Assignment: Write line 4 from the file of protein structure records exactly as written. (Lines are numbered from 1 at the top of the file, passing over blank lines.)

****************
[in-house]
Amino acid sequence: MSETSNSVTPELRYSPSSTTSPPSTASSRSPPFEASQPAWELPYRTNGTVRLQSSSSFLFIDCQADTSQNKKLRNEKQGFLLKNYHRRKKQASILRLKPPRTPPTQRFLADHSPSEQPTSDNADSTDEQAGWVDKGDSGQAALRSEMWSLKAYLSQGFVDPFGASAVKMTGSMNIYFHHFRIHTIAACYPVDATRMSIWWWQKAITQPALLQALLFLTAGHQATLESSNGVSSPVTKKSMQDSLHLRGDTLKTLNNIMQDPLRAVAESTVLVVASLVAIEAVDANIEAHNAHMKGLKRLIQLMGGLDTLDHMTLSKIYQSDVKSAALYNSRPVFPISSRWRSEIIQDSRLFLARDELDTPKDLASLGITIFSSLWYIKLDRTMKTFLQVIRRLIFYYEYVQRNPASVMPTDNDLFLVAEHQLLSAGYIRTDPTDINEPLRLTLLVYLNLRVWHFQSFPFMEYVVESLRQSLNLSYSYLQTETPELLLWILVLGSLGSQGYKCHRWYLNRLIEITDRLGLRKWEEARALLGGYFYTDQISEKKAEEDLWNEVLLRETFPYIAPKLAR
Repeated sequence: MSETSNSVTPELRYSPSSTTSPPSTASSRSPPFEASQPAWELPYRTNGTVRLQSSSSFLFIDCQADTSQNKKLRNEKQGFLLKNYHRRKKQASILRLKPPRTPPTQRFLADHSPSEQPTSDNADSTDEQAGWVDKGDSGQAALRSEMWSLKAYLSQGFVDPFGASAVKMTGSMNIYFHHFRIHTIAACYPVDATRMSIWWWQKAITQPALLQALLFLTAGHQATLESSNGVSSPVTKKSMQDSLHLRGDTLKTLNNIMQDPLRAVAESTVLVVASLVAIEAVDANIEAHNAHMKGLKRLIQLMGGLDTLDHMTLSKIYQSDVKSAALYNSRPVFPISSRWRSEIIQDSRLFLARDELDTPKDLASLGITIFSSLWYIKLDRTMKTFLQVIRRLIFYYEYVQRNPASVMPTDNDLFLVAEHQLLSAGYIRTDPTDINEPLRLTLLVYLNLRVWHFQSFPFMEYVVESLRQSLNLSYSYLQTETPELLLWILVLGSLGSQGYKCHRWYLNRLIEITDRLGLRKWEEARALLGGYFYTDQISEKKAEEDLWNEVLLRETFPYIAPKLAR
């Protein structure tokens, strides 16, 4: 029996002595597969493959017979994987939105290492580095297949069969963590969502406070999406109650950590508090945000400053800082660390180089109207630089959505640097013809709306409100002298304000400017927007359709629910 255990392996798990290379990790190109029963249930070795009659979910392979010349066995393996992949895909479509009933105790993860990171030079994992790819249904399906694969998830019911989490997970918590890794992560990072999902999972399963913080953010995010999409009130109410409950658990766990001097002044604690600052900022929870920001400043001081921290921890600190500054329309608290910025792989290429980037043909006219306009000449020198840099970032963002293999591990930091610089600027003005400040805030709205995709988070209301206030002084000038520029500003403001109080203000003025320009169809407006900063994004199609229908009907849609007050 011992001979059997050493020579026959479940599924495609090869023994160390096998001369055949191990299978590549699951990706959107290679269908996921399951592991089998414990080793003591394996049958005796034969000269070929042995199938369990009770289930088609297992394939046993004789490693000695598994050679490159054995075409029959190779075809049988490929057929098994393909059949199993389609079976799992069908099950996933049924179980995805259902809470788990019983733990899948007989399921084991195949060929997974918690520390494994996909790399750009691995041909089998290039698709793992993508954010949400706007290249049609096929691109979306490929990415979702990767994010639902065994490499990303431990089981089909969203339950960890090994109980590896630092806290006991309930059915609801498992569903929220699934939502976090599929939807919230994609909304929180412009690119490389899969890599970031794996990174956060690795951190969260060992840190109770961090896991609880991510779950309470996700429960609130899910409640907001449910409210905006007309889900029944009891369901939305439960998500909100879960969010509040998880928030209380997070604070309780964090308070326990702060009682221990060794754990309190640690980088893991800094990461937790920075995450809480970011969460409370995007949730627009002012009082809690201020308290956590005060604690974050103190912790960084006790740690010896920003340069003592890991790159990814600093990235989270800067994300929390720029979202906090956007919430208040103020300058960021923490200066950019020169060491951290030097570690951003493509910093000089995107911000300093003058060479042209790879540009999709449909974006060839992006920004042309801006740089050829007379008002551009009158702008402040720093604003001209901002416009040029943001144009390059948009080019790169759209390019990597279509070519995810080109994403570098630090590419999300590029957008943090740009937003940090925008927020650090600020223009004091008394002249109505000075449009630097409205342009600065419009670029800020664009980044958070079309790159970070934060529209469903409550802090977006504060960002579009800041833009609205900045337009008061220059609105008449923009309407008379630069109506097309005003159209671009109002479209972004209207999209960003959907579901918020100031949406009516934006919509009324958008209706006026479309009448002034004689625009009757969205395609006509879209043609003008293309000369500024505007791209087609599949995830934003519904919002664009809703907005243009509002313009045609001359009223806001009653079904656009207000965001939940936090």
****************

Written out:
């Protein structure tokens, strides 16, 4: 029996002595597969493959017979994987939105290492580095297949069969963590969502406070999406109650950590508090945000400053800082660390180089109207630089959505640097013809709306409100002298304000400017927007359709629910 255990392996798990290379990790190109029963249930070795009659979910392979010349066995393996992949895909479509009933105790993860990171030079994992790819249904399906694969998830019911989490997970918590890794992560990072999902999972399963913080953010995010999409009130109410409950658990766990001097002044604690600052900022929870920001400043001081921290921890600190500054329309608290910025792989290429980037043909006219306009000449020198840099970032963002293999591990930091610089600027003005400040805030709205995709988070209301206030002084000038520029500003403001109080203000003025320009169809407006900063994004199609229908009907849609007050 011992001979059997050493020579026959479940599924495609090869023994160390096998001369055949191990299978590549699951990706959107290679269908996921399951592991089998414990080793003591394996049958005796034969000269070929042995199938369990009770289930088609297992394939046993004789490693000695598994050679490159054995075409029959190779075809049988490929057929098994393909059949199993389609079976799992069908099950996933049924179980995805259902809470788990019983733990899948007989399921084991195949060929997974918690520390494994996909790399750009691995041909089998290039698709793992993508954010949400706007290249049609096929691109979306490929990415979702990767994010639902065994490499990303431990089981089909969203339950960890090994109980590896630092806290006991309930059915609801498992569903929220699934939502976090599929939807919230994609909304929180412009690119490389899969890599970031794996990174956060690795951190969260060992840190109770961090896991609880991510779950309470996700429960609130899910409640907001449910409210905006007309889900029944009891369901939305439960998500909100879960969010509040998880928030209380997070604070309780964090308070326990702060009682221990060794754990309190640690980088893991800094990461937790920075995450809480970011969460409370995007949730627009002012009082809690201020308290956590005060604690974050103190912790960084006790740690010896920003340069003592890991790159990814600093990235989270800067994300929390720029979202906090956007919430208040103020300058960021923490200066950019020169060491951290030097570690951003493509910093000089995107911000300093003058060479042209790879540009999709449909974006060839992006920004042309801006740089050829007379008002551009009158702008402040720093604003001209901002416009040029943001144009390059948009080019790169759209390019990597279509070519995810080109994403570098630090590419999300590029957008943090740009937003940090925008927020650090600020223009004091008394002249109505000075449009630097409205342009600065419009670029800020664009980044958070079309790159970070934060529209469903409550802090977006504060960002579009800041833009609205900045337009008061220059609105008449923009309407008379630069109506097309005003159209671009109002479209972004209207999209960003959907579901918020100031949406009516934006919509009324958008209706006026479309009448002034004689625009009757969205395609006509879209043609003008293309000369500024505007791209087609599949995830934003519904919002664009809703907005243009509002313009045609001359009223806001009653079904656009207000965001939940936090």